Transparency

Window glass is transparent whereas wood is opaque. In the context of physics, a perfectly transparent object allows light rays to pass through with no loss of energy. A perfectly opaque object absorbs 100% of any light energy and completely stops light rays. Transparency and opacity depend on the material of the medium and also on its shape and surface characteristics. Even glass can be opaque when ground up as a powder. Read the text aloud
Transparent, translucent, and opaque materials
Many bathroom windows let in light but you cannot see an image through them. Frosted windows are translucent, which means that light rays pass through but their direction is scattered so the information (images) gets blurred or is completely eliminated. Transparent materials can be made translucent by changing the surface texture. Read the text aloud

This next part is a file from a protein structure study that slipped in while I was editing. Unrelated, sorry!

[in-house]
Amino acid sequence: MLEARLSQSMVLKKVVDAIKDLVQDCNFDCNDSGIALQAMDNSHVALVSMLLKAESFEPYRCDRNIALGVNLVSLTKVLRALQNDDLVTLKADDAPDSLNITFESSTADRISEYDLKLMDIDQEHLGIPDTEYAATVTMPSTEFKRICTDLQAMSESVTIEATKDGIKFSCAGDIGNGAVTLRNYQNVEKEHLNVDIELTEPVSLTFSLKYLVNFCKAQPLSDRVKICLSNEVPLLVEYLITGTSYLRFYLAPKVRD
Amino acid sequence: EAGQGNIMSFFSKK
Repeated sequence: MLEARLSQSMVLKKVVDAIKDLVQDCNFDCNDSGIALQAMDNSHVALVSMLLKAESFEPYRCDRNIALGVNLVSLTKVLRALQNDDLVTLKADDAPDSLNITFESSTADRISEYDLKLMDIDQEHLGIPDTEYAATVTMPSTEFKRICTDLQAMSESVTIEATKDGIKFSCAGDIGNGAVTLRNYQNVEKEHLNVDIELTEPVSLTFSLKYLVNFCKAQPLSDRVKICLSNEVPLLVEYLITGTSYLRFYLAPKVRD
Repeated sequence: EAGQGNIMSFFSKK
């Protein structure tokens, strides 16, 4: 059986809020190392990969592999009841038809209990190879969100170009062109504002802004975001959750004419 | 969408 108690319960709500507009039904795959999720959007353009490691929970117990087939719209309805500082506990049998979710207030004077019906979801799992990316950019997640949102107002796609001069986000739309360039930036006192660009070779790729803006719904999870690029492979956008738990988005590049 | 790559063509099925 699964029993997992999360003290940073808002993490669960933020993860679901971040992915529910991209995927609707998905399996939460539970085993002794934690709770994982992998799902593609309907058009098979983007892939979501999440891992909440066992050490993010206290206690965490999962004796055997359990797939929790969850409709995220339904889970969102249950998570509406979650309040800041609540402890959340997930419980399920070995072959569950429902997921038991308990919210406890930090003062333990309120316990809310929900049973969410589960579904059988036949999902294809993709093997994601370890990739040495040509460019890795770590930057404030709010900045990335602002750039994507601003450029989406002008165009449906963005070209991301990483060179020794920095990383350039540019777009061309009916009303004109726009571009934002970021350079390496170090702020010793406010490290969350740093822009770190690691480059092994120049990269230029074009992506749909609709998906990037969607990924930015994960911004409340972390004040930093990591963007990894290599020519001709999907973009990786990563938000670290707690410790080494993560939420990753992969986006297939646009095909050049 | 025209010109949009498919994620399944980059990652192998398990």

Many objects may display all three properties—transparency, translucency, and opacity—to various degrees. The diagram at right shows an example. The optical properties depend on the application. Optical glass for eyeglass lenses must be nearly 100% transparent with 0% opacity (although a darkened coating may be applied to the surface to turn them into sunglasses). Read the text aloud Images simulating varying amounts of transparency, translucency, and opacity
A substance that is transparent to visible light may not be transparent to other wavelengths of light. For example, sunglasses may be 50% transparent to visible light yet only be 0.1% transparent to ultraviolet light (99.9% opaque). Earth’s atmosphere is transparent to visible light but partially opaque to infrared light. This results in the “greenhouse effect” in which solar energy arrives as visible light but heat energy cannot escape as infrared light. Read the text aloud Show Transparency and electromagnetic waves
Are tinted windows on cars partially translucent or partially opaque? Show

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